Intelligent Systems

Lecture - Computational Intelligence

teach

Lecture (infCI-01a)

4 SWS, ECTS Credits: 8
Language of instruction: german
Time: Monday 14:15-15:45 and Wednesday 10:15-11:45
The lecture will take place in presence as well as online, info on OLAT.
Lecture period winter term 2021-2022: 18.10.2021 - 22.2.2022
For more information UnivIS or in Modulinformationsystem

Exam
1st exam date (written exam at the end of the lecture period of a semester): 15.2.2022, 04 - 06 p.m, CAP 3 HS3
2nd exam date (written exam at the beginning of the lecture period of the following semester): 23.3.2022, 8:00 - 10:00 a.m., CAP 3 HS3

 

The first lecture on Monday, 25.10.2021 at 14:15 will be held ONLINE via Zoom. There, all organisational questions will be discussed and an outlook on the content and structure of the course will be given. The aim is to go into attendance mode afterwards - but this is dependent on the number of participants, student feedback, etc. In this respect, we ask all interested students to participate in the first event.


Exercise (ÜinfCI-01a)

2 SWS
Language of instruction: german
Time: Wednesday 12:15-13:45
Lecture period winter term 2021-2022: 18.10.2021 - 22.2.2022
Fore more information UnivIS

 

Summary

The term "Computational Intelligence" (CI) describes a sub-area of ​​artificial intelligence. Essentially, it summarizes three biologically motivated areas of information processing: Based on algorithms of fuzzy logic and artificial neural networks as well as on evolutionary algorithms, the aim is to master complex systems and combine them with other, typically biologically-inspired, processes. Originally coined in the 1990s by the Institute of Electrical and Electronics Engineers (IEEE), the term is now often used synonymously with soft computing. All sub-areas included have in common that they make mechanisms of natural (i.e. in particular biological, physical or social) problem-solving strategies usable for mathematical or engineering-technical questions. The aim is not a direct transfer or "technical copy", but an understanding and imitation of the basic mechanisms. The methods developed in this way are in contrast to exact mathematical methods - one rather freely follows the motto: "What works is allowed".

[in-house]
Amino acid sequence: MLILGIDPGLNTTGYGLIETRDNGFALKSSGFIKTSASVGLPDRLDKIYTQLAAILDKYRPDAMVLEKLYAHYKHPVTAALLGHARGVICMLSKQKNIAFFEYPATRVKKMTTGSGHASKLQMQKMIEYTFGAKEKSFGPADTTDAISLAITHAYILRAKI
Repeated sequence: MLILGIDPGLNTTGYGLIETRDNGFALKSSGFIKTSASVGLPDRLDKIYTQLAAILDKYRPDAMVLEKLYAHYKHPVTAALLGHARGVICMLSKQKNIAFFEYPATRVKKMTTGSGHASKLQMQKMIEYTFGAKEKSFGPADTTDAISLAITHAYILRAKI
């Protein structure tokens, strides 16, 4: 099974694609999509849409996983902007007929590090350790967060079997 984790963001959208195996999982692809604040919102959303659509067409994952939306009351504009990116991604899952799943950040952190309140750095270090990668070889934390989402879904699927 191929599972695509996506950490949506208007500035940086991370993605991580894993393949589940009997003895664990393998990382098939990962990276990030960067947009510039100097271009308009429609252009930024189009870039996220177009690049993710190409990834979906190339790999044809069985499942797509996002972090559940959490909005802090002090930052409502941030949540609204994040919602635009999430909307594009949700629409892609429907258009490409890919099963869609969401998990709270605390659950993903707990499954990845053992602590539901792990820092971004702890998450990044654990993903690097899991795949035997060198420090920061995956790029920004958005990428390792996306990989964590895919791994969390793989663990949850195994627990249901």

Learning goals

The aim of the event is to provide an initial overview of the field of computational intelligence in theory and practice. Building on this, students should be given a basic understanding and appropriate approaches so that the following goals in particular can be achieved:

  • The students have a basic understanding of the complexity of technical systems and know how it can be mastered.
  • The students know how seemingly complex relationships can be easily described with mechanisms of computational intelligence.
  • Techniques from the field of Computational Intelligence / Soft Computing and their advantages and disadvantages in comparison are known.

 

Workload

60 hours of lectures, 30 hours of face-to-face exercises, 150 hours of self-study

 

Examples of the current semester:

Competition on the most aesthetic Julia set:

1st: (-0.741667 + 0.258333j)

Julia set of the number -0.741667 + 0.258333j

2nd: (0.31 + 0.33j)

Julia set of the number 0.31 + 0.33j

2nd: (0.3942 - 0.1942j)

Julia set of the number 0.3942 - 0.1942j

3nd: (-0.2110416667 -0.695625j)

Julia set of the number -0.2110416667 - 0.6956250000j